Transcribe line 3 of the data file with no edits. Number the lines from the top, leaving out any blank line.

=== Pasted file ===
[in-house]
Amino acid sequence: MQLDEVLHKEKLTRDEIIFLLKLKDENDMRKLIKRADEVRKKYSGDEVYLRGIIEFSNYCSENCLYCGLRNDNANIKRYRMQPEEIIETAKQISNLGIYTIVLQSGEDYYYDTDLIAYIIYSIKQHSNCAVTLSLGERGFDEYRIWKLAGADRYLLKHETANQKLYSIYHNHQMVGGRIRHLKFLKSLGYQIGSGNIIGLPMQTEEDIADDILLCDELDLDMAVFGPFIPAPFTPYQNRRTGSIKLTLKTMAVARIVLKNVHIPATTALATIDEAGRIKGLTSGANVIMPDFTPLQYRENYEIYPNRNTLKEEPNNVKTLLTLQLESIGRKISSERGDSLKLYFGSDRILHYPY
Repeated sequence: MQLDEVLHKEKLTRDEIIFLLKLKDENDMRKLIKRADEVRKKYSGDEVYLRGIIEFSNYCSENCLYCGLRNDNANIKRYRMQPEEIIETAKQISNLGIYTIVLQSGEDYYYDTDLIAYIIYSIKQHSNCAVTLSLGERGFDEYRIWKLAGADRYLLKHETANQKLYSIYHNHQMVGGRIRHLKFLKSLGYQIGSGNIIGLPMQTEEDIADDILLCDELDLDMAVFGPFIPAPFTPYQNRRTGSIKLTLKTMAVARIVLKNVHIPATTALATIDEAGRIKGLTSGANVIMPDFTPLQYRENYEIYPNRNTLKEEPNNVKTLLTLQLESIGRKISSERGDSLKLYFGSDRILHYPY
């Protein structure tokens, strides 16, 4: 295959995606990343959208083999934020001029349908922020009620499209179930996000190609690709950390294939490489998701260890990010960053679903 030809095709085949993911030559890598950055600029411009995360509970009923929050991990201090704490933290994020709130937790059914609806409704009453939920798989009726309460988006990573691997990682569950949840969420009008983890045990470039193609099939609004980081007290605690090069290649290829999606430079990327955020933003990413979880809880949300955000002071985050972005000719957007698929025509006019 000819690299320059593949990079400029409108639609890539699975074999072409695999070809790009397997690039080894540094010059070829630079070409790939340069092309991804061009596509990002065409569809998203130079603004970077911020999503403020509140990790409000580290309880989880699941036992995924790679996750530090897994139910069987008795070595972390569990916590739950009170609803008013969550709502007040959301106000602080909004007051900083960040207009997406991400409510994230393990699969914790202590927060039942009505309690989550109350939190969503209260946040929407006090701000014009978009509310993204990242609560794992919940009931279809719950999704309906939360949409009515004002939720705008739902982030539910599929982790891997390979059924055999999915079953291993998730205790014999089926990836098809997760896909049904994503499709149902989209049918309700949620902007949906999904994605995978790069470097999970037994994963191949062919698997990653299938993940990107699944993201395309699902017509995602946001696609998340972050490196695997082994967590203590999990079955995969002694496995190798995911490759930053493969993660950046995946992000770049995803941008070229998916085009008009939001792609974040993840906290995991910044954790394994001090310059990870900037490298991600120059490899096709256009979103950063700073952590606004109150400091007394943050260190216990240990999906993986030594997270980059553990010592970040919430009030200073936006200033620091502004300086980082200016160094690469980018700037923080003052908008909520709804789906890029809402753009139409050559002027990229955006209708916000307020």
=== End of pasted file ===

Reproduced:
Repeated sequence: MQLDEVLHKEKLTRDEIIFLLKLKDENDMRKLIKRADEVRKKYSGDEVYLRGIIEFSNYCSENCLYCGLRNDNANIKRYRMQPEEIIETAKQISNLGIYTIVLQSGEDYYYDTDLIAYIIYSIKQHSNCAVTLSLGERGFDEYRIWKLAGADRYLLKHETANQKLYSIYHNHQMVGGRIRHLKFLKSLGYQIGSGNIIGLPMQTEEDIADDILLCDELDLDMAVFGPFIPAPFTPYQNRRTGSIKLTLKTMAVARIVLKNVHIPATTALATIDEAGRIKGLTSGANVIMPDFTPLQYRENYEIYPNRNTLKEEPNNVKTLLTLQLESIGRKISSERGDSLKLYFGSDRILHYPY